Following the recent flood devastation in Queensland and Victoria, many governments are seeking a better understanding of how planning decisions might impact on water flow patterns and flood management options in their local areas.

Working with the Bass Coast Shire Council, APR.Intern and PhD candidate Hossein Pourali has developed a digital elevation model that can be used by Victorian coastal communities to assist with flood management.

As one of the fastest growing areas in regional Victoria, the Bass Coast Shire needs detailed information to accurately assess potential impacts arising from changes in land usage.

“The ability to better understand overland flow paths enables Council to provide more cost effective drainage solutions that will mitigate risk to the public and lead to reduced litigation and insurance premiums”, said Paul Lennox, the industry partner for the project.

Hossein built on previous work by developing a model that incorporates natural surface drainage patterns, underground drainage pipeline networks, interconnecting drainage pits, buildings and impervious surfaces specific to the Bass Coast area.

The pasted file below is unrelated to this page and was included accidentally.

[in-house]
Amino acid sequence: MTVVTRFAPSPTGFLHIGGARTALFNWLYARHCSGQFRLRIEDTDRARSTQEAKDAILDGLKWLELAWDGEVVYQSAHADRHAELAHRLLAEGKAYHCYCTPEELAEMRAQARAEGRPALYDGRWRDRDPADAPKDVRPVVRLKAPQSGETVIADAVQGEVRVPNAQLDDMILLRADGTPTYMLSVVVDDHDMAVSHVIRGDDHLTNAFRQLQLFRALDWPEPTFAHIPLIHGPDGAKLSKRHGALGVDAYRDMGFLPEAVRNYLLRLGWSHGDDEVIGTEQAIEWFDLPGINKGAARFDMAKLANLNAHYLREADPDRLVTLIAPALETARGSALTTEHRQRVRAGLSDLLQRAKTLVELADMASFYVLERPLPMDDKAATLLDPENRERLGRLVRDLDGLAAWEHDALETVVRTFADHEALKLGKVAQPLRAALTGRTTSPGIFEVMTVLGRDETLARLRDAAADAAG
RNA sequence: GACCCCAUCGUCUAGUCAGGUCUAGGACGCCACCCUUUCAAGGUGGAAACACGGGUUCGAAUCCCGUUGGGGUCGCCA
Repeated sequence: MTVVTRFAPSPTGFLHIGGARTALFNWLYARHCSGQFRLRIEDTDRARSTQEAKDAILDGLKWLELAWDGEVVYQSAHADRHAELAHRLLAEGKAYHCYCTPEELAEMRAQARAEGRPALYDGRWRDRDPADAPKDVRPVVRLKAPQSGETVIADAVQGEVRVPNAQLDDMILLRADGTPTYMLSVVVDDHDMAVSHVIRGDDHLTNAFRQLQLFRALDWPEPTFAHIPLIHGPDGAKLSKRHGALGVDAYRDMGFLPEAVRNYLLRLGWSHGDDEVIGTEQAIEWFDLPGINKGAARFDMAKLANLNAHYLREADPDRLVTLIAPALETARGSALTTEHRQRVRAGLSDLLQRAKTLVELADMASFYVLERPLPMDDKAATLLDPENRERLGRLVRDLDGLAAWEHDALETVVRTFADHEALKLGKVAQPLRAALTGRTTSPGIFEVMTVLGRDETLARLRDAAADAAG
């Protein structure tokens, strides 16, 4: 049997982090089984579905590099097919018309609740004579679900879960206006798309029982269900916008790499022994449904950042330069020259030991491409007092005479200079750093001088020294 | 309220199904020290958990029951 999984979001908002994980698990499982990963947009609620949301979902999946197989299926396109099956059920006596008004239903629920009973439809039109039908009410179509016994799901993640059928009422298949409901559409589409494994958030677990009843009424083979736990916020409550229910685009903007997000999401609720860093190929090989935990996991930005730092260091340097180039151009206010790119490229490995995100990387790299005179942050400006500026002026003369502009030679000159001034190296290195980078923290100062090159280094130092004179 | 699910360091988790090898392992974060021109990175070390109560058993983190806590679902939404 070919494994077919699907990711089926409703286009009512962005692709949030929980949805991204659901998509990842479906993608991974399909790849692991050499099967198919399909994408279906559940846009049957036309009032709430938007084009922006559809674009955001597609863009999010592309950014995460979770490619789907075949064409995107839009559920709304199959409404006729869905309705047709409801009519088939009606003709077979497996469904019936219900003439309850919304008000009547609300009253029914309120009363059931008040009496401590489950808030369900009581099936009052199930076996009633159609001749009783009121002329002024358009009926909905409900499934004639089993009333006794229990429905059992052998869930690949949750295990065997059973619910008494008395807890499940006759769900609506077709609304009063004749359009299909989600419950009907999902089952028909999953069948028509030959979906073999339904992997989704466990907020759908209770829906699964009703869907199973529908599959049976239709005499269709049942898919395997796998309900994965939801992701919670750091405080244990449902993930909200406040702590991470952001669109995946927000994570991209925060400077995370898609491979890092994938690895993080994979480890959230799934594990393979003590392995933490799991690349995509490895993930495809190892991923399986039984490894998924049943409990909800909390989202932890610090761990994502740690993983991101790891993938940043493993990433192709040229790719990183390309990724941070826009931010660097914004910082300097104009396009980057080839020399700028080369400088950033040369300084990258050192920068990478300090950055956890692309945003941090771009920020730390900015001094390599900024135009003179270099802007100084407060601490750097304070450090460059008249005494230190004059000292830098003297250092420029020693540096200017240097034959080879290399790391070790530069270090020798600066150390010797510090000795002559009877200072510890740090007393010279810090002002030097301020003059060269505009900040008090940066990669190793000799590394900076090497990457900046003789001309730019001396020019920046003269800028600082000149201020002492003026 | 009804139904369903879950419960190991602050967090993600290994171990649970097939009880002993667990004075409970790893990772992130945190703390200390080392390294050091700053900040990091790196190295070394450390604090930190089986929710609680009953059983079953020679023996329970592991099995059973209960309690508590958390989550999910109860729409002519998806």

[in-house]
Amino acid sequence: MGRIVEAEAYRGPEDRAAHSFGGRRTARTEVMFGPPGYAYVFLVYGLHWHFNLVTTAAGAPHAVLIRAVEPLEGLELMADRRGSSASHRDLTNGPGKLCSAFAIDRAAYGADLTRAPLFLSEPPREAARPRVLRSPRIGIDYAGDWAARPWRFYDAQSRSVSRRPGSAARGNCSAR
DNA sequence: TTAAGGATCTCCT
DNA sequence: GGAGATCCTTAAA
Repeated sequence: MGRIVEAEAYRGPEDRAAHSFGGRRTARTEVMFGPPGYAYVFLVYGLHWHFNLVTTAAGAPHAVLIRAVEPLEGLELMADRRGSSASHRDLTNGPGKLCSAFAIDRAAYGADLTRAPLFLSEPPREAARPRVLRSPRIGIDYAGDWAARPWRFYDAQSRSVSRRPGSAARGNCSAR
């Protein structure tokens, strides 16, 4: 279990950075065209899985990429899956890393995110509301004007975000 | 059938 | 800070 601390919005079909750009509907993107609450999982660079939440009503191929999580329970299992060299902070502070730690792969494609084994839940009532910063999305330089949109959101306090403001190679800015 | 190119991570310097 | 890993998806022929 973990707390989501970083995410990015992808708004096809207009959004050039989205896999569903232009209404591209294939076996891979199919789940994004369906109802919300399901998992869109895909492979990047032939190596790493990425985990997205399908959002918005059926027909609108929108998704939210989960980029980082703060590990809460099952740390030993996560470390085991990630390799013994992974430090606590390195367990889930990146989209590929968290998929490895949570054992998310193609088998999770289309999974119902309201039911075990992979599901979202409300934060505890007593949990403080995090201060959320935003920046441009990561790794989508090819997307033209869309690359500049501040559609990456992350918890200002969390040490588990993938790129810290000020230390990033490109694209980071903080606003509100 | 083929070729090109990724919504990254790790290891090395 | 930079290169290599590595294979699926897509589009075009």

The model was developed using high-resolution LiDAR elevation data, and involved testing a range of modelling scenarios and formulae that replicate the natural flows of water in urban catchments.

Hossein’s academic mentor, Associate Professor Colin Arrowsmith, RMIT University, said that the internship was invaluable to Hossein’s PhD.

“Working with an industry partner has enabled Hossein to focus his research and obtain external input and feedback regarding his work”, he said.

“Hossein was able to accomplish the satisfactory completion of one of his key PhD research questions.  This has given him the impetus and confidence in his work achieved to date.”

In addition to the development phase, extensive testing was undertaken to gauge the accuracy of the model.

“We have found that the result is extremely reliable”, Mr Lennox said.

One major advantage of the new model is it can be easily adapted for other Victorian coastal areas at a minimal cost to local governments, since the Future Coasts LiDAR data is freely available. The model can also be used globally as an initial planning tool for coastal development and climate change adaptation.

“This new model will allow engineers and planners to make scientifically based strategic planning decisions to support the ongoing sustainable growth of coastal communities”, Mr Lennox said.

Intern: Hossein Pourali, PhD Candidate, RMIT University
Industry Partner: Paul Lennox, Bass Coast Shire Council
Academic Mentor: Associate Professor Colin Arrowsmith, School of Mathematical and Geospatial Sciences, RMIT University